Difference between revisions of "Beginners guide to SPI on Raspberry Pi"
(Created page with "= Introduction = In this guide, I will show you how to get SPI up and running, on a Raspberry Pi. We will start from scratch, with a blank SD card. = Things we will be using...")
Revision as of 23:24, 17 June 2012
In this guide, I will show you how to get SPI up and running, on a Raspberry Pi. We will start from scratch, with a blank SD card.
Things we will be using
- Raspberry Pi
- 2GB (or larger) SD card
- Power supply for your Raspberry Pi
- Ethernet cable
- SD-card reader
- RPi Serial Breakout board
- SPI cable
- SPI LCD
Not necessary, but useful:
- Monitor with HDMI (or DVI and a HDMI-DVI adapter)
- HDMI cable
Software we will be using
Unpack the first two packages, I advise on making a seperate directory for this project, and put all the files there.
Preparing the SD card
First, we will flash the SD card with the Debian image. Plug your SD card in your favourite reader, and into your PC. My SD card became /dev/sdc on my laptop, your mileage may vary.
Copy the image to your SD-card:
sudo dd if=debian6-19-04-2012.img of=/dev/sdc
This may take some time, depending on the speed of your SD card, and card reader.
Next, we need to move the modified kernel image and modules to the freshly flashed SD card. For this, you need to mount the partitions on your SD card. Im lazy, and just unplug my card reader, en plug it back in. Ubuntu then automagically mounts the two relevant partitions.
You will see a small (75MB) partition (mounted as /media/95F5-0D7A on my system), which is the /boot partition/directory. You will also see a larger (approx 1.6GB) partition, containing all other data (mounted as /media/18c27e44-ad29-4264-9506-c93bb7083f47 on my system). You may need to change the target directory in the following commands.
Copy the relevant data:
cp rpi-spi-binary-kernel-20120608/boot/* /media sudo rsync -aPv rpi-spi-binary-kernel-20120608/lib/ /media/18c27e44-ad29-4264-9506-c93bb7083f47/lib/ cp bw_lcd.c /media/18c27e44-ad29-4264-9506-c93bb7083f47/home/pi/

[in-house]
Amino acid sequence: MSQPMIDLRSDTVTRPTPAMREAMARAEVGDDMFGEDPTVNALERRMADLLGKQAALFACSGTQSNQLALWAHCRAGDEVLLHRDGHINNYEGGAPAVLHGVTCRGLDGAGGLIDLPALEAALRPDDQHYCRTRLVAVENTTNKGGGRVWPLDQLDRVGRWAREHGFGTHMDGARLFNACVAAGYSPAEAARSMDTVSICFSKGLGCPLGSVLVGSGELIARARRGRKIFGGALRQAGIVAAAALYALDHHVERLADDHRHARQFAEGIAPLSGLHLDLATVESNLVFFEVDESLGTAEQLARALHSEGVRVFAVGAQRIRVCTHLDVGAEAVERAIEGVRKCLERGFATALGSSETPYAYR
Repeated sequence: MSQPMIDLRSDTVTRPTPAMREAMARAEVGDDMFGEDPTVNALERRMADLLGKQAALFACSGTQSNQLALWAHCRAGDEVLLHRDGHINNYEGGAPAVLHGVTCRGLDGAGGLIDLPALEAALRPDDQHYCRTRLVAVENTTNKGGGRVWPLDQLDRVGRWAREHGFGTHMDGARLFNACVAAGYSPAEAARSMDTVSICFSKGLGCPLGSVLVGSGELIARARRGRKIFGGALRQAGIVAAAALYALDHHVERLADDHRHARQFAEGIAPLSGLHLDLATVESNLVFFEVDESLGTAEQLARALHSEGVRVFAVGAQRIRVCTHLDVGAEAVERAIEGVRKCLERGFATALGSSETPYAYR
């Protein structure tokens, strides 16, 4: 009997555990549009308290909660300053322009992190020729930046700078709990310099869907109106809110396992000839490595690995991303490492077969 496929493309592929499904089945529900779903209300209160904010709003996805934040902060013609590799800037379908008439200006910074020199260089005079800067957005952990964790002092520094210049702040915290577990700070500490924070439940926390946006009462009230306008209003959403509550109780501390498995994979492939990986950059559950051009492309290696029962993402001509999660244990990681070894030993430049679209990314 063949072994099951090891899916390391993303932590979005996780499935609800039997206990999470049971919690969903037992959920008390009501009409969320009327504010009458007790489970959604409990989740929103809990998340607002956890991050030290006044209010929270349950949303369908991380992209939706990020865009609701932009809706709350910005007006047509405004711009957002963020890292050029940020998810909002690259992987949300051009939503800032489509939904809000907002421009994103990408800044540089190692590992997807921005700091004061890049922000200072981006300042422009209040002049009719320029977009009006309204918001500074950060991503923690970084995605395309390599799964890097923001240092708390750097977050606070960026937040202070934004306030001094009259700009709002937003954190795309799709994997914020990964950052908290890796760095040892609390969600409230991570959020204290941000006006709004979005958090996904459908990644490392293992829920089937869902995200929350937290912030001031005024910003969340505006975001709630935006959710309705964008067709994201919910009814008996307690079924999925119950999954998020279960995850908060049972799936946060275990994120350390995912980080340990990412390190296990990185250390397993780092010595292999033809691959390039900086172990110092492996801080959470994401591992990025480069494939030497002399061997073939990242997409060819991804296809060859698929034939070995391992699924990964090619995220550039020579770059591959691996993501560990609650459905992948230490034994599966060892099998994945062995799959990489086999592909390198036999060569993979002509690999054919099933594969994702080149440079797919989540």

Enable ssh on your pi:
mv /media/95F5-0D7A/boot_enable_ssh.rc /media/95F5-0D7A/boot.rc
And your SD card is ready!
Unmount your CD card
sudo umount /media/
And remove the SD card from your reader.
You might want to hook up your pi to a monitor, but I usually find that to much of a hassle. Hooking up your Pi to your network, however, is necessary.
Mount the RPi-serial board on your Pi, connect the SPI cable to the SPI0 port (mind the polarity!), and connect the other end of the SPI cable to your SPI_LCD module.
Plug your freshly flashed SD card in your Pi, hook up power, and wait... If you haven't connected a monitor, you can remove power to your Pi after 2 minutes, and reconnect it. If you do have a monitor attached, you can power cycle your pi if "Stopping portmap daemon..." takes more than 5 seconds.
SSH into your Pi. If you have a monitor attached, your Pi will tell you it's IP address: "My network IP address is 192.168.1.116" (or an other IP of course). If you don't have a monitor attached, you need to check your routers logs to find out which IP your Pi has.
SSH into your pi:
ssh 192.168.1.116 -l pi
The default password is "raspberry"
Now we need to compile the bw_lcd.c program:
gcc -o bw_lcd bw_lcd.c
And now, it's time to play! Let's try to display our first text:
sudo ./bw_lcd -T 0,0 'Hello World!'
If you did everything right, you now have "Hello world!" displayed on your LCD. Have a look at the source of bw_lcd, or its [Raspberry_Pi_LCD_program manual] for other options.
The bw_lcd program van also be used to control all of our other SPI boards, using the -a, -r, and -v switches.
sudo bw_lcd -a <address of the board> -r <register> -v <value>
Let's try this with a SPI_LCD, by clearing the screen. The display is at address 82, the register is 0x10, and the value doesn't matter. Caveat: The address should be given in hex, but the register and value in decimal.
sudo bw_lcd -a 82 -r 16 -v 0
Now your display should be cleared.
If you managed to get everything in this howto working, you should be able to control the entire range of BitWizard SPI boards. Good luck, and please show us your projects!
If you have any problems, please let us know, and we will do our best to help you resolve them. You can email us, or post your problem below. We will respond as soon as we can, and post the problems and solutions on this page.